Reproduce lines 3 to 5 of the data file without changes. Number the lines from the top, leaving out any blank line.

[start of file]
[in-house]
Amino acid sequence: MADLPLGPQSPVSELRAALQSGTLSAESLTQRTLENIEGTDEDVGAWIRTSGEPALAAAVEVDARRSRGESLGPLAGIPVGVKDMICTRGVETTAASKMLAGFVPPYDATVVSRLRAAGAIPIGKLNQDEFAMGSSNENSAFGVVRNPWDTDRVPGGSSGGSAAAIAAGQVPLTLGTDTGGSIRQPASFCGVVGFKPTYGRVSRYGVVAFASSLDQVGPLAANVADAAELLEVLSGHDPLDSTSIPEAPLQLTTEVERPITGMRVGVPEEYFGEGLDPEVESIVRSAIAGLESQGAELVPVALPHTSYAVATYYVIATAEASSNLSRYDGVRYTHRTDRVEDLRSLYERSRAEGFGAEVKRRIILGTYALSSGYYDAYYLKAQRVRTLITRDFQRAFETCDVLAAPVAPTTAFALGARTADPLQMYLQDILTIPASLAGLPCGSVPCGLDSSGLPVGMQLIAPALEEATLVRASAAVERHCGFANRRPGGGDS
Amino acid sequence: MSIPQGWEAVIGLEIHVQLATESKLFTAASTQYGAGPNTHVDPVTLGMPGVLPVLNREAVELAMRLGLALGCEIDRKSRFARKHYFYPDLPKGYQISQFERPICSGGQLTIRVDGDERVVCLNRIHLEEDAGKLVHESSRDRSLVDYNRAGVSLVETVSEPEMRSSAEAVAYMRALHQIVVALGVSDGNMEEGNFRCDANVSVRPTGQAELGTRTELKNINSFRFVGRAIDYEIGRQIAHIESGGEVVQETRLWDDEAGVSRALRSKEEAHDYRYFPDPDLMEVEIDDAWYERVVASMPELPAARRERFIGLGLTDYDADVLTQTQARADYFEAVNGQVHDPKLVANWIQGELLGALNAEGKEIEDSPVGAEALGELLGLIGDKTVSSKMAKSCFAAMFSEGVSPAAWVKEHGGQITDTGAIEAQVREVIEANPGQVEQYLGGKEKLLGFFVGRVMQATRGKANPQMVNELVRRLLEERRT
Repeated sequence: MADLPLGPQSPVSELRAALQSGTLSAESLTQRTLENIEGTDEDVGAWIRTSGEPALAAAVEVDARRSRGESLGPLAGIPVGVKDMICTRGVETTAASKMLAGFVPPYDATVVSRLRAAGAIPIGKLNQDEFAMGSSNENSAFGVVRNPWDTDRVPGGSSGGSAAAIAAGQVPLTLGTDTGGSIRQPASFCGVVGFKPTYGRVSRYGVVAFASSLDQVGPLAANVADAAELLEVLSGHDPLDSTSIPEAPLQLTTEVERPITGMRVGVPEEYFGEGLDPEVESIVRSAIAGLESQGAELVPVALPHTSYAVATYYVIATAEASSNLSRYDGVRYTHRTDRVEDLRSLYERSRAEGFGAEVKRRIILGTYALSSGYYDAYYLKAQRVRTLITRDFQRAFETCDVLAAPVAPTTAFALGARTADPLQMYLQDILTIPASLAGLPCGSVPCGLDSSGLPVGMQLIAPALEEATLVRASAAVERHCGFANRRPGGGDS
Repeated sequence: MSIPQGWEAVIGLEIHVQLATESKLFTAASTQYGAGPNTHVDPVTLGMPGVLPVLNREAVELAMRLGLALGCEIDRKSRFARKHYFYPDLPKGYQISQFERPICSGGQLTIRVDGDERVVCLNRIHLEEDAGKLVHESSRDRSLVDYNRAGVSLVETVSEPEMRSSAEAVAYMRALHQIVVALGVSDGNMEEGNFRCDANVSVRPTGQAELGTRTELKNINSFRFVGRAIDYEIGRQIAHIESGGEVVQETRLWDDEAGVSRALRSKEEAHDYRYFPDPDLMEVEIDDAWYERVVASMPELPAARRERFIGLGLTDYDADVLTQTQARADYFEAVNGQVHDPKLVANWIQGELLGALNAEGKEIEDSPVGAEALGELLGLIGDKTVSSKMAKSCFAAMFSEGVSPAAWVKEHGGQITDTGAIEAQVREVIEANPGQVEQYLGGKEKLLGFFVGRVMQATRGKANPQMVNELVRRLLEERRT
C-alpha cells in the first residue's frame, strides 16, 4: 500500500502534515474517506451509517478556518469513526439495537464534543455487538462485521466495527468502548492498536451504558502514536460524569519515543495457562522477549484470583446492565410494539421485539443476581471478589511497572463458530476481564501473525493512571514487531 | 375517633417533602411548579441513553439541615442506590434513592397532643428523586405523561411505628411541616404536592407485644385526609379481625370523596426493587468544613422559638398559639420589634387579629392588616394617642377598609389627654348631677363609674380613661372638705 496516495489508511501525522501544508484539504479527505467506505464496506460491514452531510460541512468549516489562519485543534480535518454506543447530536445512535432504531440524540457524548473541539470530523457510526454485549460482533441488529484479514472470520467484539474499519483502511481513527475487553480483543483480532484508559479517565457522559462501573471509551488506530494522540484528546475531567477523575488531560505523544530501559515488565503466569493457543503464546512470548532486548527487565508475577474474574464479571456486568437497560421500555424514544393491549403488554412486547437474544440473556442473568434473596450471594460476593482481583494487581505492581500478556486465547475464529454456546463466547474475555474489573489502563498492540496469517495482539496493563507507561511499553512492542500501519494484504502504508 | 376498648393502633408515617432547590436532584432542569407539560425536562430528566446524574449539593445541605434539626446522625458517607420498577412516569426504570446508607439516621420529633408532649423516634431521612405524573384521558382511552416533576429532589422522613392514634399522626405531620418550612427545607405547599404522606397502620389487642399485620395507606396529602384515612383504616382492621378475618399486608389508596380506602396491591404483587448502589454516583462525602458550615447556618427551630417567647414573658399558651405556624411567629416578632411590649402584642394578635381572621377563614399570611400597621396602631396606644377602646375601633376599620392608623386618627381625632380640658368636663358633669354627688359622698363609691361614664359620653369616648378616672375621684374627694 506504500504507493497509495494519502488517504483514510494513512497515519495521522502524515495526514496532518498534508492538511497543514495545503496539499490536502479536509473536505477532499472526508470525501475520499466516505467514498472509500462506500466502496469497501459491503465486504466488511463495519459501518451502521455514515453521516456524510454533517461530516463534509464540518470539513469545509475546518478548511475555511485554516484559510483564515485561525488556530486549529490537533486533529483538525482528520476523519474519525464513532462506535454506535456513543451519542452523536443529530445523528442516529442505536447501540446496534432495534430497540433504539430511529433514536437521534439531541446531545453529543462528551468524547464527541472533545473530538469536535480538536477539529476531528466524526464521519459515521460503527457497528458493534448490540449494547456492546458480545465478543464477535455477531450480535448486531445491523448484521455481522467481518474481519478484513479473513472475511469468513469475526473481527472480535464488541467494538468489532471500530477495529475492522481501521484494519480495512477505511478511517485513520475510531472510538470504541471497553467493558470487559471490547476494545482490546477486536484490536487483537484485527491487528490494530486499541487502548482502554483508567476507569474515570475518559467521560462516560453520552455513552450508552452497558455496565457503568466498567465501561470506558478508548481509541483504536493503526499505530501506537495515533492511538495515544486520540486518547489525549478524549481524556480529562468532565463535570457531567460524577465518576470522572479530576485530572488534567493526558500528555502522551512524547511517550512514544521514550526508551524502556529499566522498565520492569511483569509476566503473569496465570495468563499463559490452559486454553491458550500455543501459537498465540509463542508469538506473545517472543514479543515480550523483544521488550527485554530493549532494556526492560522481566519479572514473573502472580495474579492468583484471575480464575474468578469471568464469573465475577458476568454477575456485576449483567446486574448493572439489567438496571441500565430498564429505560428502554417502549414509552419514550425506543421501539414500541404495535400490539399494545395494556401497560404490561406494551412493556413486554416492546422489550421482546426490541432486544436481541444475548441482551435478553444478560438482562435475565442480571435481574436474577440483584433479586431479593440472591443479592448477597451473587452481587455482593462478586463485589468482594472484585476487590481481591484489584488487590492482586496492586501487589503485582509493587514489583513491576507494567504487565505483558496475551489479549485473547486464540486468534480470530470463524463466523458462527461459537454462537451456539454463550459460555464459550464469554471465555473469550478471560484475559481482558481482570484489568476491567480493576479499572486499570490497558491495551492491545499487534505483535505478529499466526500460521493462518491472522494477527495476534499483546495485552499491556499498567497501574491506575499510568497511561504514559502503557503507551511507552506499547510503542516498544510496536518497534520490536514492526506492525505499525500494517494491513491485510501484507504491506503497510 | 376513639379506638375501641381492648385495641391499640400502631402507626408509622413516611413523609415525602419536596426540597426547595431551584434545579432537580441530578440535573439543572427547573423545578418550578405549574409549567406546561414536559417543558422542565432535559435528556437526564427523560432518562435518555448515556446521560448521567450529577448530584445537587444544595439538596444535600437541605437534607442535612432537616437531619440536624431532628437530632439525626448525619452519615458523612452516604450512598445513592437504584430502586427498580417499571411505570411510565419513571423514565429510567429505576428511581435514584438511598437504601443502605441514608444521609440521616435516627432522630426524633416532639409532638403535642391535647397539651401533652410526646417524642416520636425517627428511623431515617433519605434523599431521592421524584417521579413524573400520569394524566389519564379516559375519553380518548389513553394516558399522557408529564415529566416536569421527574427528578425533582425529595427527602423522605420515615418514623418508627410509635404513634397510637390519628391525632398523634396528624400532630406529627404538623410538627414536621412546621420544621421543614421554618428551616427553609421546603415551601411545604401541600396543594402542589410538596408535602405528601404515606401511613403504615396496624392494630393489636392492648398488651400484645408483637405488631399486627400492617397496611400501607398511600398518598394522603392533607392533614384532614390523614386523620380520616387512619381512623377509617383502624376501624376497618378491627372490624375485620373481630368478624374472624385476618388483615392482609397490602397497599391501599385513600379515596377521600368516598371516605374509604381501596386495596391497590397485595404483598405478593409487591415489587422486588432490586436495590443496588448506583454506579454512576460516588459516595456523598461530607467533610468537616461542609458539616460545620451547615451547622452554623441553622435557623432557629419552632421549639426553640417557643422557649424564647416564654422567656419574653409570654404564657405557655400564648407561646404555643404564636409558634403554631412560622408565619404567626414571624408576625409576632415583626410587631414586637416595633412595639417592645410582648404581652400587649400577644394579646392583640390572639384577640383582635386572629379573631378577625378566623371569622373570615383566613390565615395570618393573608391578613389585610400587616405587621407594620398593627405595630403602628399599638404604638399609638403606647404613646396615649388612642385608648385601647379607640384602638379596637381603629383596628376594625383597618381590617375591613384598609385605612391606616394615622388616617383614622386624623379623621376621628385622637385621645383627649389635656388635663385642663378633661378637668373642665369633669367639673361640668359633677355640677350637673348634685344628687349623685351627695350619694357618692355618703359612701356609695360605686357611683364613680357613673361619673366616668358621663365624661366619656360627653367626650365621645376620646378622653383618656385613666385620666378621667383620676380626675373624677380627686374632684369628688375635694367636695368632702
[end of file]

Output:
Amino acid sequence: MSIPQGWEAVIGLEIHVQLATESKLFTAASTQYGAGPNTHVDPVTLGMPGVLPVLNREAVELAMRLGLALGCEIDRKSRFARKHYFYPDLPKGYQISQFERPICSGGQLTIRVDGDERVVCLNRIHLEEDAGKLVHESSRDRSLVDYNRAGVSLVETVSEPEMRSSAEAVAYMRALHQIVVALGVSDGNMEEGNFRCDANVSVRPTGQAELGTRTELKNINSFRFVGRAIDYEIGRQIAHIESGGEVVQETRLWDDEAGVSRALRSKEEAHDYRYFPDPDLMEVEIDDAWYERVVASMPELPAARRERFIGLGLTDYDADVLTQTQARADYFEAVNGQVHDPKLVANWIQGELLGALNAEGKEIEDSPVGAEALGELLGLIGDKTVSSKMAKSCFAAMFSEGVSPAAWVKEHGGQITDTGAIEAQVREVIEANPGQVEQYLGGKEKLLGFFVGRVMQATRGKANPQMVNELVRRLLEERRT
Repeated sequence: MADLPLGPQSPVSELRAALQSGTLSAESLTQRTLENIEGTDEDVGAWIRTSGEPALAAAVEVDARRSRGESLGPLAGIPVGVKDMICTRGVETTAASKMLAGFVPPYDATVVSRLRAAGAIPIGKLNQDEFAMGSSNENSAFGVVRNPWDTDRVPGGSSGGSAAAIAAGQVPLTLGTDTGGSIRQPASFCGVVGFKPTYGRVSRYGVVAFASSLDQVGPLAANVADAAELLEVLSGHDPLDSTSIPEAPLQLTTEVERPITGMRVGVPEEYFGEGLDPEVESIVRSAIAGLESQGAELVPVALPHTSYAVATYYVIATAEASSNLSRYDGVRYTHRTDRVEDLRSLYERSRAEGFGAEVKRRIILGTYALSSGYYDAYYLKAQRVRTLITRDFQRAFETCDVLAAPVAPTTAFALGARTADPLQMYLQDILTIPASLAGLPCGSVPCGLDSSGLPVGMQLIAPALEEATLVRASAAVERHCGFANRRPGGGDS
Repeated sequence: MSIPQGWEAVIGLEIHVQLATESKLFTAASTQYGAGPNTHVDPVTLGMPGVLPVLNREAVELAMRLGLALGCEIDRKSRFARKHYFYPDLPKGYQISQFERPICSGGQLTIRVDGDERVVCLNRIHLEEDAGKLVHESSRDRSLVDYNRAGVSLVETVSEPEMRSSAEAVAYMRALHQIVVALGVSDGNMEEGNFRCDANVSVRPTGQAELGTRTELKNINSFRFVGRAIDYEIGRQIAHIESGGEVVQETRLWDDEAGVSRALRSKEEAHDYRYFPDPDLMEVEIDDAWYERVVASMPELPAARRERFIGLGLTDYDADVLTQTQARADYFEAVNGQVHDPKLVANWIQGELLGALNAEGKEIEDSPVGAEALGELLGLIGDKTVSSKMAKSCFAAMFSEGVSPAAWVKEHGGQITDTGAIEAQVREVIEANPGQVEQYLGGKEKLLGFFVGRVMQATRGKANPQMVNELVRRLLEERRT